The most basic of these is a smile…
We were recently out to dinner with friends at a well-known, upscale restaurant chain (which shall remain anonymous).
From the moment our server approached the table it was obvious she was not happy. No smile. No “Welcome to…” No, “How is everyone doing tonight?” Just a scowl and, “Can I get you something to drink?” We ordered 2 margaritas – one with salt and one without — and 2 club sodas. No repeating back (active listening), she just scribbled down the order and walked away.
We all exchanged glances.
So when only the two club sodas showed up almost 10 minutes later, I immediately looked around for clues: no crowd at the bar; no line of servers waiting for their drinks. Since logistically it just didn’t make any sense, the only logical conclusion based upon our brief experience with this server was: indifference.
About 5 minutes later we got our margaritas — both with salt. My friend mentioned the salt on the glass and the server’s response was, “Do you want me to have them remake it?” At this point my friend just wanted to sit back and enjoy her drink after a tough day, declined the server’s half-hearted offer, and just scraped off the salt.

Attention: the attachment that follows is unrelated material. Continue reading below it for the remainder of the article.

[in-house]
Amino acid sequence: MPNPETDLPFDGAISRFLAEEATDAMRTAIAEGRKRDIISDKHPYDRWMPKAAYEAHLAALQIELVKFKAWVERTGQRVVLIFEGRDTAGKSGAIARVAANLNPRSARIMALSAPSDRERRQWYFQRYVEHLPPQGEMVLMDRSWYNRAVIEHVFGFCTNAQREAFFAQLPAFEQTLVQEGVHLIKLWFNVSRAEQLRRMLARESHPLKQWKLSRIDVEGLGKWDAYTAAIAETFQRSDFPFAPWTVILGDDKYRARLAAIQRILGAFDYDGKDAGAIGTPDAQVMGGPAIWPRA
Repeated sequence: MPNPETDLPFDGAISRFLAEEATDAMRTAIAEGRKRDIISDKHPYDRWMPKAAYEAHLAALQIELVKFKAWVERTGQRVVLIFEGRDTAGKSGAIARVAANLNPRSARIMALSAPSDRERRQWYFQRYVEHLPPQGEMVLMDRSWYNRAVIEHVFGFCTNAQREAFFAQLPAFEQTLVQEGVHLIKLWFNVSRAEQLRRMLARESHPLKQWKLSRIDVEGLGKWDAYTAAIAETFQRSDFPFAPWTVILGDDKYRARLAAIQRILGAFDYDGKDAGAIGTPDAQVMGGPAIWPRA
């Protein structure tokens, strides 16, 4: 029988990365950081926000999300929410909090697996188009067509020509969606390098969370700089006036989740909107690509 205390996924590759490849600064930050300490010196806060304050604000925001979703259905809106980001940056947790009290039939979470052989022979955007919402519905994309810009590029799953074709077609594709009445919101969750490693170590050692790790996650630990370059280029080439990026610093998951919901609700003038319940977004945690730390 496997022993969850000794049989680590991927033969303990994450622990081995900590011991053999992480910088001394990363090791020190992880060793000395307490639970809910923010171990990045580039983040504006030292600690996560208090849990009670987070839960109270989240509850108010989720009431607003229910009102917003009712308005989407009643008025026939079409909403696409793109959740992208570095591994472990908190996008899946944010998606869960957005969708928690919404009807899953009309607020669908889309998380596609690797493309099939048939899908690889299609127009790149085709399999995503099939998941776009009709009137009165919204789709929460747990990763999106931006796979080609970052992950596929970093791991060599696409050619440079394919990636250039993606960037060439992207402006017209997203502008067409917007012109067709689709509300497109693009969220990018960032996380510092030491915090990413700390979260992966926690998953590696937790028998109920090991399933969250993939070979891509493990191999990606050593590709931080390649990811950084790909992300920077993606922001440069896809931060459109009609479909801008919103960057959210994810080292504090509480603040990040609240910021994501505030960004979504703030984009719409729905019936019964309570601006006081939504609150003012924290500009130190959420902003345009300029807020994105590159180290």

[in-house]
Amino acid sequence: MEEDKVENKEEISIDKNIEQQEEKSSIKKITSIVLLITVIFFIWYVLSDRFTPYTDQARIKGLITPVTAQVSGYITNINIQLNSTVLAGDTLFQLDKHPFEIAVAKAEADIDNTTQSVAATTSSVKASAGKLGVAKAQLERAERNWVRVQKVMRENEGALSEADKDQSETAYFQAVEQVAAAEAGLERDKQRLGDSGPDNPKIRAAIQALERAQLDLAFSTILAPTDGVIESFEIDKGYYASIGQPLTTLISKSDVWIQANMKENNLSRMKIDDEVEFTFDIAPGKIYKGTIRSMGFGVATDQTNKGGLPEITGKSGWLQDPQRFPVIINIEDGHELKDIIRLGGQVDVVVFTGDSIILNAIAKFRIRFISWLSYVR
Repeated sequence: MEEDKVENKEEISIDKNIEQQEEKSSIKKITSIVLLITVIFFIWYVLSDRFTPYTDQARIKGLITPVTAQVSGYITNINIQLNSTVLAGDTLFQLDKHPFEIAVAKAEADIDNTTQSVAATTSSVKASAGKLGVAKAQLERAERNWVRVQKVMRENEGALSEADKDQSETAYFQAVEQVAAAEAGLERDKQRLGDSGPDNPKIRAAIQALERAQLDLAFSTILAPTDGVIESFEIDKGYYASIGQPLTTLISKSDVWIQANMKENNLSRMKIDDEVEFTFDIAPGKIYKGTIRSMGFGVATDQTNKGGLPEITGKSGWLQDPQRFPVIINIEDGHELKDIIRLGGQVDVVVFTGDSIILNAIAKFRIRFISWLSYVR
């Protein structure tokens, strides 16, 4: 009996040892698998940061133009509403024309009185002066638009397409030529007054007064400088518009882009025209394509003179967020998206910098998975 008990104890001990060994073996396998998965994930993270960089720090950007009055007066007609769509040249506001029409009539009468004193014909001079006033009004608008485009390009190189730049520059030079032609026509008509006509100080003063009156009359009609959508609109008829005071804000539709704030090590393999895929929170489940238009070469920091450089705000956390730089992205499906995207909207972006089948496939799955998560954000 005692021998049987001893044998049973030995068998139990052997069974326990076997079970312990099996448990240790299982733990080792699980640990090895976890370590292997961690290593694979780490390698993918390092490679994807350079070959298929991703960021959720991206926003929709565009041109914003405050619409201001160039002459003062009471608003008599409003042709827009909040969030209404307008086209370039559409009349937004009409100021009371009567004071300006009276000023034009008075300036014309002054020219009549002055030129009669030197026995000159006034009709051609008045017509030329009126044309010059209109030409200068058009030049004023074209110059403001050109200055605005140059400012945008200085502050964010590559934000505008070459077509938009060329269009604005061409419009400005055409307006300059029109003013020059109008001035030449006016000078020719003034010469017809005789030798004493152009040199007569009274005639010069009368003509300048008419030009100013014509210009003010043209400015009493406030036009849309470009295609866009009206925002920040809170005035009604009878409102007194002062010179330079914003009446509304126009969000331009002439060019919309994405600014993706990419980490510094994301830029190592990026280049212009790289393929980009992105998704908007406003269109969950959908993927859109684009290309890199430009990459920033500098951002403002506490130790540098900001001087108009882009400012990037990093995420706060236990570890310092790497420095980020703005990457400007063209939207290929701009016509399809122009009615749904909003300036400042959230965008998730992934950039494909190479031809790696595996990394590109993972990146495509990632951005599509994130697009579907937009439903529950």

The rest of the meal was more of the same: a general sense of I’ve got better things to do than be serving you people.
When I noticed the general responses to our mutual “How is your food?” questions leaning more towards, “It’s okay.” rather than, “Oh, it’s really good!” I was again reminded why I place such importance on the little things.
Not only is smiling the right thing to do in service industries, but on a practical level a genuine smile will affect a guest’s perception of everything that happens throughout their dining experience. A smile will enhance the positives and diminish the perception of any challenges related to timing, mistakes, quality, etc. On the other hand, the lack of a smile which creates perceived indifference and/or rudeness will negatively impact even the highest quality meal.
We decided to have our dessert on the patio and listen to live music. Our new server gave us a friendly “Hello!” with a big smile. We told her we just ate inside and came out for dessert. “Sounds great!” she said. “And maybe some coffee?” Sure! “Excellent. Let me get those for you while you look over our dessert menu.” When she returned shortly with our coffees, we asked her how big the brownie sundae was and she immediately became very animated in describing it and said we we were going to love it. We did. I believe the brownie sundae tasted better as a result of her energetic, smiling description.
I then watched as she moved from one table to the next through the packed patio connecting her smile with each of her customers.
The art of the smile is everything in the service industry. It is the package of every interaction and everything that’s said. The more this becomes a second-nature habit, the less chance there is to have personal challenges leak out and affect a guest’s experience and ultimately the restaurant’s short-term and long-term bottom line (not to mention the server’s tip).
Guests are not just paying for a meal, they are paying for an experience. A friendly smile isn’t just a good idea, it’s part of the job.